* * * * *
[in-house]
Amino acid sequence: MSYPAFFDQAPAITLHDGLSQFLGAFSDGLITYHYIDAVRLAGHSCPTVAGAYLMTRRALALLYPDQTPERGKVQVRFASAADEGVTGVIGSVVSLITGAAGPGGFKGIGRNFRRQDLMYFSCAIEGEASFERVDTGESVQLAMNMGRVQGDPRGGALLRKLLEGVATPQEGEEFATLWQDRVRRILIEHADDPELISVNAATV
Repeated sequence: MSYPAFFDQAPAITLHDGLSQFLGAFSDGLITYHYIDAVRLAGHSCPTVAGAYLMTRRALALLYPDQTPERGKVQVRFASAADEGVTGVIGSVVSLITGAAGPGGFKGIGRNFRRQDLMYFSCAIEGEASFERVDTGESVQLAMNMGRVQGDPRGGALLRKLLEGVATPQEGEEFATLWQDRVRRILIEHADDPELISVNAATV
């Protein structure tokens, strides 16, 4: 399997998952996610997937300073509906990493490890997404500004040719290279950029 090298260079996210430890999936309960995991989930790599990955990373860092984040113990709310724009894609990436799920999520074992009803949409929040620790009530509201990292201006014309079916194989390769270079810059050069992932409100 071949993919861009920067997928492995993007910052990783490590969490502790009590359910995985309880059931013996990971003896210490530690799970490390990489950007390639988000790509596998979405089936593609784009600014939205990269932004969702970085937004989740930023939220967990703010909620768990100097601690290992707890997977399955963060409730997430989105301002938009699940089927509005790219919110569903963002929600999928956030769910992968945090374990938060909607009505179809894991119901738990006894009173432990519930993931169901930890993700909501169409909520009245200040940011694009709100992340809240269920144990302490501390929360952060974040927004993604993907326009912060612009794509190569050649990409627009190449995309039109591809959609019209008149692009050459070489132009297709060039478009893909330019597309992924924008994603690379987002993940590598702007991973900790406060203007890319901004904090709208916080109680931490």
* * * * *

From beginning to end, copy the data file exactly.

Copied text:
[in-house]
Amino acid sequence: MSYPAFFDQAPAITLHDGLSQFLGAFSDGLITYHYIDAVRLAGHSCPTVAGAYLMTRRALALLYPDQTPERGKVQVRFASAADEGVTGVIGSVVSLITGAAGPGGFKGIGRNFRRQDLMYFSCAIEGEASFERVDTGESVQLAMNMGRVQGDPRGGALLRKLLEGVATPQEGEEFATLWQDRVRRILIEHADDPELISVNAATV
Repeated sequence: MSYPAFFDQAPAITLHDGLSQFLGAFSDGLITYHYIDAVRLAGHSCPTVAGAYLMTRRALALLYPDQTPERGKVQVRFASAADEGVTGVIGSVVSLITGAAGPGGFKGIGRNFRRQDLMYFSCAIEGEASFERVDTGESVQLAMNMGRVQGDPRGGALLRKLLEGVATPQEGEEFATLWQDRVRRILIEHADDPELISVNAATV
């Protein structure tokens, strides 16, 4: 399997998952996610997937300073509906990493490890997404500004040719290279950029 090298260079996210430890999936309960995991989930790599990955990373860092984040113990709310724009894609990436799920999520074992009803949409929040620790009530509201990292201006014309079916194989390769270079810059050069992932409100 071949993919861009920067997928492995993007910052990783490590969490502790009590359910995985309880059931013996990971003896210490530690799970490390990489950007390639988000790509596998979405089936593609784009600014939205990269932004969702970085937004989740930023939220967990703010909620768990100097601690290992707890997977399955963060409730997430989105301002938009699940089927509005790219919110569903963002929600999928956030769910992968945090374990938060909607009505179809894991119901738990006894009173432990519930993931169901930890993700909501169409909520009245200040940011694009709100992340809240269920144990302490501390929360952060974040927004993604993907326009912060612009794509190569050649990409627009190449995309039109591809959609019209008149692009050459070489132009297709060039478009893909330019597309992924924008994603690379987002993940590598702007991973900790406060203007890319901004904090709208916080109680931490």